Most of us grew up with the knowledge that India had been a British colony—the jewel in the crown of the Raj. Even those with slightly deeper knowledge who knew that France had once been a contender for the Indian empire consider it a romantic interlude between the Mughals and their self-proclaimed Anglo-successors. Yet our ideas about India, fundamentally wrought from the colonial recasting of knowledge in strictly ‘Western’ categories—religion, history, politics, economy, mythology, and even the modern self-conception of race (Aryan v/s Dravidian)—were drawn from the studies of French Indologists. So France, a failed temporal conqueror, had actually conquered ‘India’—the idea. This book traces the process by which France ‘claimed India’ by defining India through caste, history, race and religion. The obvious question is, of course, why? Why did France invest all this energy, time, and money into defining an area she no longer controlled politically? To challenge the British? To demonstrate her own commitment to the ‘civilizing mission’? This book demonstrates how France's fascination with India stemmed from all of these motives, as well as being a key component of her own national self-definition in the nineteenth century.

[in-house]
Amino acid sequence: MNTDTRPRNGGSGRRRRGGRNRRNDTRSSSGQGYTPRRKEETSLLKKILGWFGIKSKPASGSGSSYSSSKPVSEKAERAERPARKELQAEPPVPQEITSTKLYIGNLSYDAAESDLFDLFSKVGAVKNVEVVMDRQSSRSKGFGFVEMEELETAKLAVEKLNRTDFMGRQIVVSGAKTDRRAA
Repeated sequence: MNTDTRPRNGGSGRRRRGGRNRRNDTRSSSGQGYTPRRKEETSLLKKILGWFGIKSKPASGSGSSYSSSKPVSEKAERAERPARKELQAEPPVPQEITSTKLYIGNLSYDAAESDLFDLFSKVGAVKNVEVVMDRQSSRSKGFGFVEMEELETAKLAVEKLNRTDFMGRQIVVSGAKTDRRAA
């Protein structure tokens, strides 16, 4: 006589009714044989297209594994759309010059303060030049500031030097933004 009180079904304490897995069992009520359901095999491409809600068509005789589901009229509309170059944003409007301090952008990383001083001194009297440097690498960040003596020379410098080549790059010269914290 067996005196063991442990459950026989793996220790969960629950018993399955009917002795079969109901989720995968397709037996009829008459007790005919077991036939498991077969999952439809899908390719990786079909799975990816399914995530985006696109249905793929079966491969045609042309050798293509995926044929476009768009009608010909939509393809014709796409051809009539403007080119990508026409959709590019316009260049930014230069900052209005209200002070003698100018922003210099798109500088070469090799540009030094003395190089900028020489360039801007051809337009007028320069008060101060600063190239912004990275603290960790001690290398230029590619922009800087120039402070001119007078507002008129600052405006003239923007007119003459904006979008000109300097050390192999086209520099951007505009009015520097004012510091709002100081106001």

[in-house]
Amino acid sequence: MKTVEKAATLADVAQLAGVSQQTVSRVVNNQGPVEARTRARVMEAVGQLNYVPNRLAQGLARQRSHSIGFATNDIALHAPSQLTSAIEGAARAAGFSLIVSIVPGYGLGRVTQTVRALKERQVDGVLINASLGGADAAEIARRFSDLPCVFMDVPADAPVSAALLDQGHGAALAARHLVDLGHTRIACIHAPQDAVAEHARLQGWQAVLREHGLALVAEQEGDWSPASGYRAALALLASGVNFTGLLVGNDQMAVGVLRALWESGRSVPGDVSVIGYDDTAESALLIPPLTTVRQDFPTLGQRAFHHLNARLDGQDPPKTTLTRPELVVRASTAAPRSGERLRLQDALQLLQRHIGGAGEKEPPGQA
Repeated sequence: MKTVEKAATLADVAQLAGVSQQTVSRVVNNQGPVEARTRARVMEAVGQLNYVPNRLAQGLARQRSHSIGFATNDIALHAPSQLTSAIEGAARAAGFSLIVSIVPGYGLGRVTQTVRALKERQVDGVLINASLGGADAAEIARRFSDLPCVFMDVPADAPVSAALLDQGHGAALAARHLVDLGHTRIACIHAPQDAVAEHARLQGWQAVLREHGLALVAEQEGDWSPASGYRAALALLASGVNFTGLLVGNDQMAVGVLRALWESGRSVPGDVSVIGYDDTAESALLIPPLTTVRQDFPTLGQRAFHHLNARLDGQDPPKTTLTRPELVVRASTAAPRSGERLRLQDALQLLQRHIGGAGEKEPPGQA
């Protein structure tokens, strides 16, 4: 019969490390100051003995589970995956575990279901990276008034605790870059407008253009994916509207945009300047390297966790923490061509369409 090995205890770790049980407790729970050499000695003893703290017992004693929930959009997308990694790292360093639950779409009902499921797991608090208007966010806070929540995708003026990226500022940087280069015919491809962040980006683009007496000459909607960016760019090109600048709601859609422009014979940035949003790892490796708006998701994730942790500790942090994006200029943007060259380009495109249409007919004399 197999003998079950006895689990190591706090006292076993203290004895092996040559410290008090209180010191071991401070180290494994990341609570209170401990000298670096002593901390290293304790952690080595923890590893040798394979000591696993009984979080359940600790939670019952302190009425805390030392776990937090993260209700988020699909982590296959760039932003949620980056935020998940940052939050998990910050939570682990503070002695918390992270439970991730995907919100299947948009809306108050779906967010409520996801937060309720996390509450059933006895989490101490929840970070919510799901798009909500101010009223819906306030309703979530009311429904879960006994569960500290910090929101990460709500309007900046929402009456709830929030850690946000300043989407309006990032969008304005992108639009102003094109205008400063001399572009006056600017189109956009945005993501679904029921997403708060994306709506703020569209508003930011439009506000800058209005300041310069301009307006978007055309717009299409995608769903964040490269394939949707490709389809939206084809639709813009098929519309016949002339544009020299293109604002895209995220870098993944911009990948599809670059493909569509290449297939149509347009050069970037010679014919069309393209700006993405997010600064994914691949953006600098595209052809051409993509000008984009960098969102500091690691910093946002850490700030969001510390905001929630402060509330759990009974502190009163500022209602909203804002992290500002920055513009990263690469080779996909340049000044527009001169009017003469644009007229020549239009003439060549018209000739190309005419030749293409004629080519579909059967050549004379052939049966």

Recasting India in French Indology: Hinduism and the Caste System
Recasting india in french indology: Hinduism and the caste system

In sectarian India at present, and since the appearance of foreign proselytizing religions, caste is the express badge of Hinduism. The man who is a member of a caste is a Hindu; he who is not, is not a Hindu. And caste is not merely the symbol of Hinduism; but, according to the testimony of all who have studied it on the spot, it is its stronghold. It is this, much more than their creeds, which attaches the masses to these vague religions, and gives them such astonishing vitality.1

The influence of anthropology on Indic studies had begun by the mid-century. Indologists who continued to look ...

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